The perfect small country town, Easton is home to acres of forest, miles of weathered stonewalls, and some of the last working farms in the region. Not incorporated until 1845 at its formal separation from surrounding towns of Fairfield, Westport and Weston, nonetheless, its history as a settlement begins much earlier, in the early 1700s as a farming community. Early businesses provided iron from a local foundry while saw, cider and grist mills supplied building materials and sustenance for the population. Both spiritual and social life were entwined in the Colonist’s existence and churches, then schools, were founded during the 1700’s and 1800’s.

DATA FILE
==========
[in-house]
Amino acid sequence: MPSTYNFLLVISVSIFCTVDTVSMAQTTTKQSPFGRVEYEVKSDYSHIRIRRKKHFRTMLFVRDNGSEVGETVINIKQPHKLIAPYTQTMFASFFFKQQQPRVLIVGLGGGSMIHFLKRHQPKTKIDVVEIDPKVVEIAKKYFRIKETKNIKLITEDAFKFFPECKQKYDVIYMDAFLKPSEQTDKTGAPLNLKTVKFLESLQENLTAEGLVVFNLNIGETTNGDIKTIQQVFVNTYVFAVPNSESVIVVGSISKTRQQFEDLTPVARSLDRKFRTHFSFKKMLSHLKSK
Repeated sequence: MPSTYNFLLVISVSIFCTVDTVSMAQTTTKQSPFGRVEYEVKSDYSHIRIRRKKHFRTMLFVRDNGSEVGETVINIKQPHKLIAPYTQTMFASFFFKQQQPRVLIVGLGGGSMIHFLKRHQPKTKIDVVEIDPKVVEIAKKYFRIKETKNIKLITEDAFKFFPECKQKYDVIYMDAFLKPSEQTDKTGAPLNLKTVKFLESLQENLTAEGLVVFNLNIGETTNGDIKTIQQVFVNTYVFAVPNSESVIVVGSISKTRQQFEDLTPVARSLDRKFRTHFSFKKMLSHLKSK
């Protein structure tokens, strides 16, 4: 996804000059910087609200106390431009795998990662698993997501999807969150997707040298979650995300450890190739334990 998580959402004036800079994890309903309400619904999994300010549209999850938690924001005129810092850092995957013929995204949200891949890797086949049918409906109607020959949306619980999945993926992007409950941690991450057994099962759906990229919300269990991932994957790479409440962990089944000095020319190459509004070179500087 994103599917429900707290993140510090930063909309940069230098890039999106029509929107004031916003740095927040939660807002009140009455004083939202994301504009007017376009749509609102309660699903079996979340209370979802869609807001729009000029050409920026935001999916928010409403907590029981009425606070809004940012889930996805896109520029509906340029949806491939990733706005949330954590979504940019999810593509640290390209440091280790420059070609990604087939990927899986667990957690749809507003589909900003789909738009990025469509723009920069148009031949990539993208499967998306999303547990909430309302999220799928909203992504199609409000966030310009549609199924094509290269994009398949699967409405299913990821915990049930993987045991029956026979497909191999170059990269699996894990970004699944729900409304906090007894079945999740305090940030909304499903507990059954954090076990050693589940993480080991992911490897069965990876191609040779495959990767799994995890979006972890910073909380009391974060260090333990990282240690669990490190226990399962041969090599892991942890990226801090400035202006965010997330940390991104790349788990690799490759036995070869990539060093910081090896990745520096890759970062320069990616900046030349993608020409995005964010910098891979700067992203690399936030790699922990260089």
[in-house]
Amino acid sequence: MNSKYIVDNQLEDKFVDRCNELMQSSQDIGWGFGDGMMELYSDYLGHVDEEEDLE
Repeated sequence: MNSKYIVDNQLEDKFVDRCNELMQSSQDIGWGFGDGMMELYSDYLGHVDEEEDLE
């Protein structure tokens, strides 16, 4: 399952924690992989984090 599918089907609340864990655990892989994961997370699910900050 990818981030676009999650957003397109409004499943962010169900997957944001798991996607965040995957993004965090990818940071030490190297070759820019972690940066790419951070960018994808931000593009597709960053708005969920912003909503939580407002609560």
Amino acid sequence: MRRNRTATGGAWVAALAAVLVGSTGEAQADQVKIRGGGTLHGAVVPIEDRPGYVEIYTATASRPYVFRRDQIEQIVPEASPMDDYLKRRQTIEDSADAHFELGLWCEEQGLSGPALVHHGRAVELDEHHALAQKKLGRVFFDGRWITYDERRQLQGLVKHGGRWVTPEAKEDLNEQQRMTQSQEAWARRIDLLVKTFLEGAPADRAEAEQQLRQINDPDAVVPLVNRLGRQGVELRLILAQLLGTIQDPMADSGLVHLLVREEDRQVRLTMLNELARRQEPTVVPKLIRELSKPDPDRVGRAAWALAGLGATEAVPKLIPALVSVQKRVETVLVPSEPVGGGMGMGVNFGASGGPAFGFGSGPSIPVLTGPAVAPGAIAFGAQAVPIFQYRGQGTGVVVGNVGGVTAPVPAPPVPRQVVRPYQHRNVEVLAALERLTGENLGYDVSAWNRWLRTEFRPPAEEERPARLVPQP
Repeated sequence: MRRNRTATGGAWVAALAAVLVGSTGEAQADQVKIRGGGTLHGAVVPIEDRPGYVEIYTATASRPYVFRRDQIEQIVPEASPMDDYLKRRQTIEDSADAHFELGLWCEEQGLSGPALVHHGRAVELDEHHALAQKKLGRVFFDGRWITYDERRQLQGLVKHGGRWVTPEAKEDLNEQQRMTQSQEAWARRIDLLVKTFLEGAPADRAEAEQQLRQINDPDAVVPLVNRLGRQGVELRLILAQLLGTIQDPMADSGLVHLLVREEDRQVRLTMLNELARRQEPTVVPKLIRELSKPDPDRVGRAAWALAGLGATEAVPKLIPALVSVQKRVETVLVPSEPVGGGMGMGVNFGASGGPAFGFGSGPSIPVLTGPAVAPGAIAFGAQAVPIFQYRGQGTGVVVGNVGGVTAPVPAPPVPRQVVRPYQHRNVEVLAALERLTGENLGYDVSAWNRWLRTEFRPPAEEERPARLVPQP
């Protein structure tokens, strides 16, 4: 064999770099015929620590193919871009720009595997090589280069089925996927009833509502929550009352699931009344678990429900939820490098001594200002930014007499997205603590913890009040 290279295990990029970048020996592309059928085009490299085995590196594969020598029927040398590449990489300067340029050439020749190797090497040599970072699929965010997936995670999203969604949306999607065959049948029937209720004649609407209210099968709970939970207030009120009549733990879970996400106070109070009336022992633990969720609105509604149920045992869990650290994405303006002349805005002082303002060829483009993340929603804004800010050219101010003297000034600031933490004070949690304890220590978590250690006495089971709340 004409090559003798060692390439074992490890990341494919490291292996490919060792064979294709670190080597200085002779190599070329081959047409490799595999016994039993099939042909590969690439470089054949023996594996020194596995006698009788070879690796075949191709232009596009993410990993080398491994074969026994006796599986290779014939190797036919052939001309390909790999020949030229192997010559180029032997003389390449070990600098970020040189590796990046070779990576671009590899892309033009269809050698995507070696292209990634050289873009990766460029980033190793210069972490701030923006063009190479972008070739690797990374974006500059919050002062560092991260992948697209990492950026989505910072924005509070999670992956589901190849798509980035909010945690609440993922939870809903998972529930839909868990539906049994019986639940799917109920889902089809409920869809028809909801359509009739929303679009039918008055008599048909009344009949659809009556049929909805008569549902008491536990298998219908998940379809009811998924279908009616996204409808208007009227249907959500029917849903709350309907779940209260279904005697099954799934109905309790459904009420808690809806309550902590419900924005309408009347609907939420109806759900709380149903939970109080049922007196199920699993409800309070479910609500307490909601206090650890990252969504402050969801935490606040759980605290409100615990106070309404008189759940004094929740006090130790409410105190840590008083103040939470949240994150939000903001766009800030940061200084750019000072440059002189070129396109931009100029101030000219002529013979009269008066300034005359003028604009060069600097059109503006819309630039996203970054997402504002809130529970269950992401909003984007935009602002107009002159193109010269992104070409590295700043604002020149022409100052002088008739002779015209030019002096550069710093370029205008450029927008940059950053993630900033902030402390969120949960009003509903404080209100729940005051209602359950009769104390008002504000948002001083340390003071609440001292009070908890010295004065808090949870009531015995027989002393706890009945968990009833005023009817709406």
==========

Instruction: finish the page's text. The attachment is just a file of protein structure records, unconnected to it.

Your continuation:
As Easton grew, its citizens flourished. Businesses expanded; button and carriage factories and mills sprang up. However, during the last 1800s, nearby Bridgeport was also growing, into a major metropolis, drawing workers out of Easton, off the farms. The distance between work and home grew shorter with the invention of the car and the paving of roads as Easton developed into a “suburban” town, a still-rural, quieter place to be restored, body and soul, after a hectic work-day in the Big City, most likely New Haven, Hartford or New York. Today, Easton’s unique character is reflected in the care its citizens take to keep their town singularly Easton.
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